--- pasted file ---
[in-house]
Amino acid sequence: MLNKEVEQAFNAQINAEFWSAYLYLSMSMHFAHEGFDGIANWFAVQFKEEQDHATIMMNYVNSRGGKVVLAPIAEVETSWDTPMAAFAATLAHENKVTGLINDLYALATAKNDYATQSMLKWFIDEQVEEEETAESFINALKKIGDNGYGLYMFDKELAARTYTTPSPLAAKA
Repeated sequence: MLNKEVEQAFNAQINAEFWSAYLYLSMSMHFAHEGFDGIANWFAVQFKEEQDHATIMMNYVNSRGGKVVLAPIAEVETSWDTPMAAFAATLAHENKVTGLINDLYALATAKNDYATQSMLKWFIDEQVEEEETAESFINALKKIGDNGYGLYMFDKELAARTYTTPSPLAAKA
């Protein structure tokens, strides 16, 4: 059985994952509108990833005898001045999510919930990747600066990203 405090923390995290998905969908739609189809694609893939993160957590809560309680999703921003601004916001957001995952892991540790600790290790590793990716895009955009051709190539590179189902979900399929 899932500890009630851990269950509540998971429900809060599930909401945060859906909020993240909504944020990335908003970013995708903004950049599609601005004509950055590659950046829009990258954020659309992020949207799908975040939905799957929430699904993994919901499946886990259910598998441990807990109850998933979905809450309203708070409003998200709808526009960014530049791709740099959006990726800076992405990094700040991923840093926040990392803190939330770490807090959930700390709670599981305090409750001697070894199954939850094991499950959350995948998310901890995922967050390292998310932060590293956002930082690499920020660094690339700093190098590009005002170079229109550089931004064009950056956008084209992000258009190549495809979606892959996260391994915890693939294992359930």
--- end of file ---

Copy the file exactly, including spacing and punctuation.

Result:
[in-house]
Amino acid sequence: MLNKEVEQAFNAQINAEFWSAYLYLSMSMHFAHEGFDGIANWFAVQFKEEQDHATIMMNYVNSRGGKVVLAPIAEVETSWDTPMAAFAATLAHENKVTGLINDLYALATAKNDYATQSMLKWFIDEQVEEEETAESFINALKKIGDNGYGLYMFDKELAARTYTTPSPLAAKA
Repeated sequence: MLNKEVEQAFNAQINAEFWSAYLYLSMSMHFAHEGFDGIANWFAVQFKEEQDHATIMMNYVNSRGGKVVLAPIAEVETSWDTPMAAFAATLAHENKVTGLINDLYALATAKNDYATQSMLKWFIDEQVEEEETAESFINALKKIGDNGYGLYMFDKELAARTYTTPSPLAAKA
């Protein structure tokens, strides 16, 4: 059985994952509108990833005898001045999510919930990747600066990203 405090923390995290998905969908739609189809694609893939993160957590809560309680999703921003601004916001957001995952892991540790600790290790590793990716895009955009051709190539590179189902979900399929 899932500890009630851990269950509540998971429900809060599930909401945060859906909020993240909504944020990335908003970013995708903004950049599609601005004509950055590659950046829009990258954020659309992020949207799908975040939905799957929430699904993994919901499946886990259910598998441990807990109850998933979905809450309203708070409003998200709808526009960014530049791709740099959006990726800076992405990094700040991923840093926040990392803190939330770490807090959930700390709670599981305090409750001697070894199954939850094991499950959350995948998310901890995922967050390292998310932060590293956002930082690499920020660094690339700093190098590009005002170079229109550089931004064009950056956008084209992000258009190549495809979606892959996260391994915890693939294992359930």